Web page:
Tom Brady on Bucs' Preparation for 2020 Season: 'Clock's Ticking on Everybody'

Joseph Zucker@@JosephZuckerFeatured ColumnistAugust 6, 2020

FILE - In this Saturday, Jan. 4, 2020 file photo, New England Patriots quarterback Tom Brady walks to the sideline after throwing an interception late in the second half of an NFL wild-card playoff football game against the Tennessee Titans in Foxborough, Mass. Nearly every one of the NFL's eight divisions has a team or teams with a quarterback quandary. With the exception of the NFC West it's easy to argue that there's a major hole behind center somewhere. Yep, after two decades of unmatched success, Tom Brady is without a contract. (AP Photo/Bill Sikes, File)
Bill Sikes/Associated Press

The COVID-19 pandemic has limited how much Tampa Bay Buccaneers quarterback Tom Brady has been able to work out with his new team. Brady doesn't think his situation unique, though.

"I think the reality is, the clock's ticking on everybody," Brady told reporters Thursday. "We're going to have to work as hard as we can, to not waste any minutes of any day trying to get used to one another, to embrace the challenge and see it as an opportunity to see what we can become."

The NFL already canceled the preseason because of the pandemic, and players had to conduct most of their workouts and meetings virtually before they were permitted to report for training camp.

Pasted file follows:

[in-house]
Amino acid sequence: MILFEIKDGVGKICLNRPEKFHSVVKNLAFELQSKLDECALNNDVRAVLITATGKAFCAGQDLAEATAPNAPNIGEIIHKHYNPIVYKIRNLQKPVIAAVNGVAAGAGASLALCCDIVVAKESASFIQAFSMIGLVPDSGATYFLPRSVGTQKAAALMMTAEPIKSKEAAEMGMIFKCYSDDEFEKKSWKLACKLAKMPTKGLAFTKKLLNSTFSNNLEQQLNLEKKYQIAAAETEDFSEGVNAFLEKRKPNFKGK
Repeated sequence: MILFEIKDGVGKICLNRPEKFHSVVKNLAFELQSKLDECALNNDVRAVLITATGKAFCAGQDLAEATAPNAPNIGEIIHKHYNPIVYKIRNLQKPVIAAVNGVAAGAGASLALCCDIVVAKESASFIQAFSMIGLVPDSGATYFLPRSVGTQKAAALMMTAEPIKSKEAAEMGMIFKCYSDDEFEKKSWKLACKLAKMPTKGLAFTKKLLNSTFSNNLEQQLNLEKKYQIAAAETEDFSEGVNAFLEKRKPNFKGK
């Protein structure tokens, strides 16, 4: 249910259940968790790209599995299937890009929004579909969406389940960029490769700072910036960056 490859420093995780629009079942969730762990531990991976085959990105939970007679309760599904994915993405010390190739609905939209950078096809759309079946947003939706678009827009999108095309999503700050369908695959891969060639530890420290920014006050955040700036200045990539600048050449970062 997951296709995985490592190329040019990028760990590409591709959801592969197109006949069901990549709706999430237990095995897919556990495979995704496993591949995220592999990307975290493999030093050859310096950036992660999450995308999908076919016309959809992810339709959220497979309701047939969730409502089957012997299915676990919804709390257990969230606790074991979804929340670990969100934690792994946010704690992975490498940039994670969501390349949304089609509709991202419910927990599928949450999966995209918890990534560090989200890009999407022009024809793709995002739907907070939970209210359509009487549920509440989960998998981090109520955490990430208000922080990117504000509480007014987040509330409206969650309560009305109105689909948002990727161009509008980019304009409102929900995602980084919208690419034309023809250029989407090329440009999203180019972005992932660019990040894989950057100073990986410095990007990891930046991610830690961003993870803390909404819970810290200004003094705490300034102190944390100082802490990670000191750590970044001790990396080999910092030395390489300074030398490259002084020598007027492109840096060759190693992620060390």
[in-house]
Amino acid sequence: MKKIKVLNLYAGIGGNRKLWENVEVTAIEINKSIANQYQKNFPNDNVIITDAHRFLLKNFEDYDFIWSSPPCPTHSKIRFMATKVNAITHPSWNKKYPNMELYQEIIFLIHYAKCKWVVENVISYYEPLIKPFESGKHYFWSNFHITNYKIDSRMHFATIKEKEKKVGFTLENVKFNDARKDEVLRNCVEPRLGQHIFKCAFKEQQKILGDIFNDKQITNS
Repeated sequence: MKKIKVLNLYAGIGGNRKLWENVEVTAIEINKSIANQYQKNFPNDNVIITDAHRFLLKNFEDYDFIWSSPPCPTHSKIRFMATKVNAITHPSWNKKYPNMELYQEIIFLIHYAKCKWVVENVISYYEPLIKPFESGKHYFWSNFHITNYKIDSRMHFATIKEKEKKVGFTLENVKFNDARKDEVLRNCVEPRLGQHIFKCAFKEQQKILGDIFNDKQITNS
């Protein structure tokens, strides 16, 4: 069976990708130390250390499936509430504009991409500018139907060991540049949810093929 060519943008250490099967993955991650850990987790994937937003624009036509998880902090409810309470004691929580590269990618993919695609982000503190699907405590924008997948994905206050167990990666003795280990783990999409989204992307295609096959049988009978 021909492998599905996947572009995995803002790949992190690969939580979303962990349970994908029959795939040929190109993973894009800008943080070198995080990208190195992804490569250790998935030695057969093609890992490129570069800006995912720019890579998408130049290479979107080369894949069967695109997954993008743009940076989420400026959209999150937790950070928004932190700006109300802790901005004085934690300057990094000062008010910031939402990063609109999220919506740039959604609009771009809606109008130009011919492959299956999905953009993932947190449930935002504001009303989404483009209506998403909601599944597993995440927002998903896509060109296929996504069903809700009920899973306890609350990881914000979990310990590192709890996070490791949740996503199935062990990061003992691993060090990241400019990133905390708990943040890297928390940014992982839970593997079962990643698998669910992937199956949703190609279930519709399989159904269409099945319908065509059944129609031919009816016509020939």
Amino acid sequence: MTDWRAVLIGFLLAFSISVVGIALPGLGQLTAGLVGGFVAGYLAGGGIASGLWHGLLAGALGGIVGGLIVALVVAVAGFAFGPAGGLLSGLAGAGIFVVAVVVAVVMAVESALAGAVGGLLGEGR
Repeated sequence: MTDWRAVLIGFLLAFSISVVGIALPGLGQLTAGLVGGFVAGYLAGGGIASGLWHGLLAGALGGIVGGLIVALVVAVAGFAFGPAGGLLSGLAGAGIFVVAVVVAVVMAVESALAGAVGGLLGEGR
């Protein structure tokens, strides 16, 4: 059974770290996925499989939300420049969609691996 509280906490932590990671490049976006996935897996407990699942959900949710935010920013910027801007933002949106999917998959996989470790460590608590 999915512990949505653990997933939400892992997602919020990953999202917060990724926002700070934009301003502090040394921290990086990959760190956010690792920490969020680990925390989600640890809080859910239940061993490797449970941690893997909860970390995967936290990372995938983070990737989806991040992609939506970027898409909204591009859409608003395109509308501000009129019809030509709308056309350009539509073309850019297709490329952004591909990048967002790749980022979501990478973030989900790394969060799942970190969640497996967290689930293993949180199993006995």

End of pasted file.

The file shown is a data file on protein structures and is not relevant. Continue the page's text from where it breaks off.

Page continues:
Brady's comments underscore how one can't assume the NFL can continue with business as usual.

Every Power Five conference in college football has reduced its schedule amid the pandemic, and players from both the NFL and NCAA ranks have opted out of the upcoming campaign altogether.

The MLB season, meanwhile, is a possible harbinger for the NFL, given that both leagues are staging games in home cities rather than one or two central locations, like the NBA, NWSL, MLS and NHL have adopted.

Video Play Button
Videos you might like

Two MLB teams have already experienced COVID-19 outbreaks, and league officials have already had to postpone numerous games in a regular season that's only two weeks old.

NFL rosters are larger than those in MLB, and there's far more person-to-person contact during a game. As a result, it's fair to wonder whether the NFL can avoid a similar outcome even if its officials work to avoid the mistakes their MLB peers have made.

As Brady said, time might not be a luxury afforded to football players this fall.